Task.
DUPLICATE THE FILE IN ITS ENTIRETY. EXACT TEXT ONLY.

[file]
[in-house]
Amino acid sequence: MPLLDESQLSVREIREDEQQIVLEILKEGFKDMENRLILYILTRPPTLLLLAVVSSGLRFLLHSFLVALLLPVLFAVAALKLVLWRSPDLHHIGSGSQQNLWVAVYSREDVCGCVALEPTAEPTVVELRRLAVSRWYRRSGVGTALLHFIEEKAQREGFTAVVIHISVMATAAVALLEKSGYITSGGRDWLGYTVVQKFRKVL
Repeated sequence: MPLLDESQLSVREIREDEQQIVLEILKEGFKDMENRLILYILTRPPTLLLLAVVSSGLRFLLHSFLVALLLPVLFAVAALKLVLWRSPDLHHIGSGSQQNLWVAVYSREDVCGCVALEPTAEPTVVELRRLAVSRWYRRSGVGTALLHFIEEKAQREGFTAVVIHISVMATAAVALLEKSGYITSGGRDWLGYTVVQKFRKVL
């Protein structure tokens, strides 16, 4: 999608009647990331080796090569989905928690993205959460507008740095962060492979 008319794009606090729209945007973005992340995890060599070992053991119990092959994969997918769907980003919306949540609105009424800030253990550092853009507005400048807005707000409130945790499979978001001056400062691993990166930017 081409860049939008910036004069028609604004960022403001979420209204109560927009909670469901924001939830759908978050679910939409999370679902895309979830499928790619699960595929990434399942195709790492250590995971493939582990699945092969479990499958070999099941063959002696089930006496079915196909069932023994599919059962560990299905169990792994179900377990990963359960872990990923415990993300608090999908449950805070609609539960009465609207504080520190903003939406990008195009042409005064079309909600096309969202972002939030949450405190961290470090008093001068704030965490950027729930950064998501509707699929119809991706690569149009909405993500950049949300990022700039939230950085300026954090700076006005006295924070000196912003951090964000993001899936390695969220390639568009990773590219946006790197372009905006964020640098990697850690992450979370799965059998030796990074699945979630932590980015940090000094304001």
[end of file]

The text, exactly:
[in-house]
Amino acid sequence: MPLLDESQLSVREIREDEQQIVLEILKEGFKDMENRLILYILTRPPTLLLLAVVSSGLRFLLHSFLVALLLPVLFAVAALKLVLWRSPDLHHIGSGSQQNLWVAVYSREDVCGCVALEPTAEPTVVELRRLAVSRWYRRSGVGTALLHFIEEKAQREGFTAVVIHISVMATAAVALLEKSGYITSGGRDWLGYTVVQKFRKVL
Repeated sequence: MPLLDESQLSVREIREDEQQIVLEILKEGFKDMENRLILYILTRPPTLLLLAVVSSGLRFLLHSFLVALLLPVLFAVAALKLVLWRSPDLHHIGSGSQQNLWVAVYSREDVCGCVALEPTAEPTVVELRRLAVSRWYRRSGVGTALLHFIEEKAQREGFTAVVIHISVMATAAVALLEKSGYITSGGRDWLGYTVVQKFRKVL
């Protein structure tokens, strides 16, 4: 999608009647990331080796090569989905928690993205959460507008740095962060492979 008319794009606090729209945007973005992340995890060599070992053991119990092959994969997918769907980003919306949540609105009424800030253990550092853009507005400048807005707000409130945790499979978001001056400062691993990166930017 081409860049939008910036004069028609604004960022403001979420209204109560927009909670469901924001939830759908978050679910939409999370679902895309979830499928790619699960595929990434399942195709790492250590995971493939582990699945092969479990499958070999099941063959002696089930006496079915196909069932023994599919059962560990299905169990792994179900377990990963359960872990990923415990993300608090999908449950805070609609539960009465609207504080520190903003939406990008195009042409005064079309909600096309969202972002939030949450405190961290470090008093001068704030965490950027729930950064998501509707699929119809991706690569149009909405993500950049949300990022700039939230950085300026954090700076006005006295924070000196912003951090964000993001899936390695969220390639568009990773590219946006790197372009905006964020640098990697850690992450979370799965059998030796990074699945979630932590980015940090000094304001």